Rare Disease Day Isn’t Only About Spreading Awareness

Matt Lafleur avatar

by Matt Lafleur |

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As the end of February approaches, Rare Disease Day, held annually on the last day of the month, is exciting for most of those who live with a rare disease. But every year, something about this day just doesn’t sit right with me.

This year, instead of showcasing the plumage of my unmistakable Friedreich’s ataxia (FA) symptoms like a proud peacock, I’m asking myself what the point of Rare Disease Day even is.

Maybe the problem lies in my perspective. After all, the point of Rare Disease Day seems obvious to others: to create awareness about the challenging reality of rare diagnoses. Don’t get me wrong, I’m astoundingly grateful for the awareness this day creates. But awareness alone is useless. It is only the first step in treating disease, and ultimately, in developing cures.

But how can I write dismissively about raising awareness on a website that exists to raise awareness about FA?

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OK, truth be told, somehow I’ve deluded myself into believing that awareness is the end goal of Rare Disease Day. True, if it were, Rare Disease Day would be pointless. After all, changing a social media profile to “Friedreich’s Ataxia Awareness” certainly won’t stop my nerves from becoming unresponsive. And sharing a snappy YouTube video certainly won’t prevent another FAer from dying.

Thinking about it further, I suspect that the lack of progress with my FA symptoms after being diagnosed in 1998 had convinced me that awareness was all I could hope for. And if that were true, what’s the point? Having a stadium full of people cheering me on as I combat FA’s progression? That won’t make my life better or last longer, so I smugly had dismissed the idea that Rare Disease Day was worth my time.

But if raising awareness isn’t the only goal of it, but rather a necessary starting point for real progress? Well, that changes everything. Suddenly, the curmudgeon in me can recognize that Rare Disease Day is a brilliant first step toward letting others know that there is a problem most people aren’t aware of. And despite my pessimistic views, I’d be foolish not to realize that it’s working.

Consider these three facts:

  • Spinal muscular atrophy (SMA), another rare neuromuscular disease, currently has various approved therapies. (I wrote an earlier column about this topic.)
  • My friend Richard, a columnist for AADC News who lives in Thailand, has a daughter who is one of about 135 AADC-deficient patients in the world. He is inspired and excited by the very real possibility of treatment for his daughter’s super rare disease. Creating awareness about AADC deficiency helped to generate momentum for change.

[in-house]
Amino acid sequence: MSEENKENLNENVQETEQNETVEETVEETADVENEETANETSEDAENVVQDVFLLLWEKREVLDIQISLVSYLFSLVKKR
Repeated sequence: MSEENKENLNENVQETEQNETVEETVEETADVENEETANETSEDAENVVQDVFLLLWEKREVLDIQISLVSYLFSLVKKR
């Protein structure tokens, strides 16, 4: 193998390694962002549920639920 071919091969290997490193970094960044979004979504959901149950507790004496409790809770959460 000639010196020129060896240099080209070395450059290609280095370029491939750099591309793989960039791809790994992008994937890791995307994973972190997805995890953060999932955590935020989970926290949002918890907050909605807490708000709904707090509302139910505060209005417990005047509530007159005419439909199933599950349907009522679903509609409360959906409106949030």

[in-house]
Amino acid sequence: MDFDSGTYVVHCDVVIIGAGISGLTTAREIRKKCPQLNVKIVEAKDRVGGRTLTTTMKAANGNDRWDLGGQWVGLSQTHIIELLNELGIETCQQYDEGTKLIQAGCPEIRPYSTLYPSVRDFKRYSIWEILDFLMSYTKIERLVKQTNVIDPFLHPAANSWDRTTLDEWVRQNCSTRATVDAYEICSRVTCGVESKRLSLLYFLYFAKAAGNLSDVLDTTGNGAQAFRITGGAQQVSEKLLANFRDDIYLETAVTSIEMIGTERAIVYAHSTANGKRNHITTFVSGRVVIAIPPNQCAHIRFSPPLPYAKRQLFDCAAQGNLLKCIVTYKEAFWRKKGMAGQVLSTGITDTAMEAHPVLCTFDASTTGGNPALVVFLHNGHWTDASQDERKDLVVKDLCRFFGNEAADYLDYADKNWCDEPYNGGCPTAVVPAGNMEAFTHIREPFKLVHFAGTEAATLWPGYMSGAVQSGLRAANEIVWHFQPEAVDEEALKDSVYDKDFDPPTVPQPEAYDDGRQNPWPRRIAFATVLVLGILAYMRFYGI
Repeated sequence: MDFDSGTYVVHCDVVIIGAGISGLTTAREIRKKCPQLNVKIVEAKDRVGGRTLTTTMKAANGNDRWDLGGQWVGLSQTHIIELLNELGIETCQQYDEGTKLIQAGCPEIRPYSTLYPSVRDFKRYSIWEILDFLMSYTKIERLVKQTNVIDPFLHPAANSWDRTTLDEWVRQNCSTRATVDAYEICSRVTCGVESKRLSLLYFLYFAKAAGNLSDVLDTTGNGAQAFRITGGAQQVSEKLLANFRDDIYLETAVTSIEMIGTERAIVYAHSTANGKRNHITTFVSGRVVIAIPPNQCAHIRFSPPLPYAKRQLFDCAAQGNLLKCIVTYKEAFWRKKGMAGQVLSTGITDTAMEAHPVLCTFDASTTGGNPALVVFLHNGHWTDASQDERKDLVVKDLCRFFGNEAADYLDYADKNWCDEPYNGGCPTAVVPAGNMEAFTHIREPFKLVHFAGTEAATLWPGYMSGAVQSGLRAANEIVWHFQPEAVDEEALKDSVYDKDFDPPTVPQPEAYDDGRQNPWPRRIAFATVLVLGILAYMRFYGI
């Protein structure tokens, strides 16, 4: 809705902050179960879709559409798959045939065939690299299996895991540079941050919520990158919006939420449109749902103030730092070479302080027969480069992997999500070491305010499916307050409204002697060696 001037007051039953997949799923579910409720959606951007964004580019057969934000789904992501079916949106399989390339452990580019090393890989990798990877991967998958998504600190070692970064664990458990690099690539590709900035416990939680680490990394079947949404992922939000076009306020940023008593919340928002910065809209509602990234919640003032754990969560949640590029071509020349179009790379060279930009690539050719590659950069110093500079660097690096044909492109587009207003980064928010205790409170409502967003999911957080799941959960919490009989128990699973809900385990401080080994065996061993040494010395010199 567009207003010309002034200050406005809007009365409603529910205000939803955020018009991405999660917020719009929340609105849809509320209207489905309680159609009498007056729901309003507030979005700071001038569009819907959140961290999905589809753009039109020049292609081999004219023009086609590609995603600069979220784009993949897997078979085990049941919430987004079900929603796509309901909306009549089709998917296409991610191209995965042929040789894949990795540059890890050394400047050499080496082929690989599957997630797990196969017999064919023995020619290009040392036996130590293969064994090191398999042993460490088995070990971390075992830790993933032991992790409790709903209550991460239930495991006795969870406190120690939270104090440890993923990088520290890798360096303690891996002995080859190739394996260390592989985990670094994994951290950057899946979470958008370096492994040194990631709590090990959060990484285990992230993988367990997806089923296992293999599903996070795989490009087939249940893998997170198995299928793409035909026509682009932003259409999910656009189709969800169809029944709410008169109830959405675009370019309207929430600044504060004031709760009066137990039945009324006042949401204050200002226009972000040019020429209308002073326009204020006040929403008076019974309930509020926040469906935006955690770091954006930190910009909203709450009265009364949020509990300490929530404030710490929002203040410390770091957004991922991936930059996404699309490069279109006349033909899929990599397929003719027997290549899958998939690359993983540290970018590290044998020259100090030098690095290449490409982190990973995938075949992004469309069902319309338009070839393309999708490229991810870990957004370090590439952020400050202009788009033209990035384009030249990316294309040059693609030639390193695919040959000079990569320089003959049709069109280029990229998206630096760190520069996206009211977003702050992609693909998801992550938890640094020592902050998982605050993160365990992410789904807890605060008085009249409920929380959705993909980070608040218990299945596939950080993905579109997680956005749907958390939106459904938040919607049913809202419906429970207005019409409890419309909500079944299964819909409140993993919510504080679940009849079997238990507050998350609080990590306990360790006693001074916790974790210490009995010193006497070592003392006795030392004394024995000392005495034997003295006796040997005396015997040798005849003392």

• The Friedreich’s Ataxia Research Alliance maintains an updated list of the research pipeline for potential FA treatments, and the number of investigational treatments currently being researched is staggering. While no treatment has yet been approved or made available for FA patients, it seems like the number of potential ones is increasing every year.

SMA, AADC deficiency, and FA are only three of over 6,000 rare diseases that have seen progress in the area of treatment, thanks to greater awareness. So, instead of thinking that Rare Disease Day does nothing but generate spectators, I now understand that raising awareness is just the first part of our journey toward a brighter future.

But progress doesn’t end there. So, let’s get going.


Note: Friedreich’s Ataxia News is strictly a news and information website about the disease. It does not provide medical advice, diagnosis or treatment. This content is not intended to be a substitute for professional medical advice, diagnosis, or treatment. Always seek the advice of your physician or another qualified health provider with any questions you may have regarding a medical condition. Never disregard professional medical advice or delay in seeking it because of something you have read on this website.The opinions expressed in this column are not those of Friedreich’s Ataxia News or its parent company, BioNews, and are intended to spark discussion about issues pertaining to Friedreich’s ataxia.

Comments

Richard Poulin avatar

Richard Poulin

Your article resonates with me. I teach my students that action goes beyond wearing a colorful bracelet or changing our profile picture. Those are reminders and motivation as we put our change into action. Caring alone will not provide the change we seek. Whether it is social, environmental, or health; the truth is it requires work. The work is often not easy, but the results it brings can be life changing. On February 28 and every day after, we must ask ourselves: what am I doing to bring about change?

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